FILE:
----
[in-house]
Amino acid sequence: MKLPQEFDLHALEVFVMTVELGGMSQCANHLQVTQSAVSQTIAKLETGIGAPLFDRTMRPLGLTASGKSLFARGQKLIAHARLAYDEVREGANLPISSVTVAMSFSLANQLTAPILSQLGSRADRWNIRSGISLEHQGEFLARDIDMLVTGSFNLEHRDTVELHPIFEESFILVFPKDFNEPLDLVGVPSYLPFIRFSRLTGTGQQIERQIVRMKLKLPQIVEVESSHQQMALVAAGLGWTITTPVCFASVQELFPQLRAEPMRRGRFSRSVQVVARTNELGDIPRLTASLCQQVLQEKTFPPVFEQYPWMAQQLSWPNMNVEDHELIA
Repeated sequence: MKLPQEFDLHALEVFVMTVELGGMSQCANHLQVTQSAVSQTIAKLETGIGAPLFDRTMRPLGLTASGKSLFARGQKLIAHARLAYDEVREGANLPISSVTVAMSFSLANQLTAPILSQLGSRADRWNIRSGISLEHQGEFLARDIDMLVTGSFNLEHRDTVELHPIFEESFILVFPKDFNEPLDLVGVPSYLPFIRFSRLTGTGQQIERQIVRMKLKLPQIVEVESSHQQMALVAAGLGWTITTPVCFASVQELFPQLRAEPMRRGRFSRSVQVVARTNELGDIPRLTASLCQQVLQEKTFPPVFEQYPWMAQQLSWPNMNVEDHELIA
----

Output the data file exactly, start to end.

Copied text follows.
[in-house]
Amino acid sequence: MKLPQEFDLHALEVFVMTVELGGMSQCANHLQVTQSAVSQTIAKLETGIGAPLFDRTMRPLGLTASGKSLFARGQKLIAHARLAYDEVREGANLPISSVTVAMSFSLANQLTAPILSQLGSRADRWNIRSGISLEHQGEFLARDIDMLVTGSFNLEHRDTVELHPIFEESFILVFPKDFNEPLDLVGVPSYLPFIRFSRLTGTGQQIERQIVRMKLKLPQIVEVESSHQQMALVAAGLGWTITTPVCFASVQELFPQLRAEPMRRGRFSRSVQVVARTNELGDIPRLTASLCQQVLQEKTFPPVFEQYPWMAQQLSWPNMNVEDHELIA
Repeated sequence: MKLPQEFDLHALEVFVMTVELGGMSQCANHLQVTQSAVSQTIAKLETGIGAPLFDRTMRPLGLTASGKSLFARGQKLIAHARLAYDEVREGANLPISSVTVAMSFSLANQLTAPILSQLGSRADRWNIRSGISLEHQGEFLARDIDMLVTGSFNLEHRDTVELHPIFEESFILVFPKDFNEPLDLVGVPSYLPFIRFSRLTGTGQQIERQIVRMKLKLPQIVEVESSHQQMALVAAGLGWTITTPVCFASVQELFPQLRAEPMRRGRFSRSVQVVARTNELGDIPRLTASLCQQVLQEKTFPPVFEQYPWMAQQLSWPNMNVEDHELIA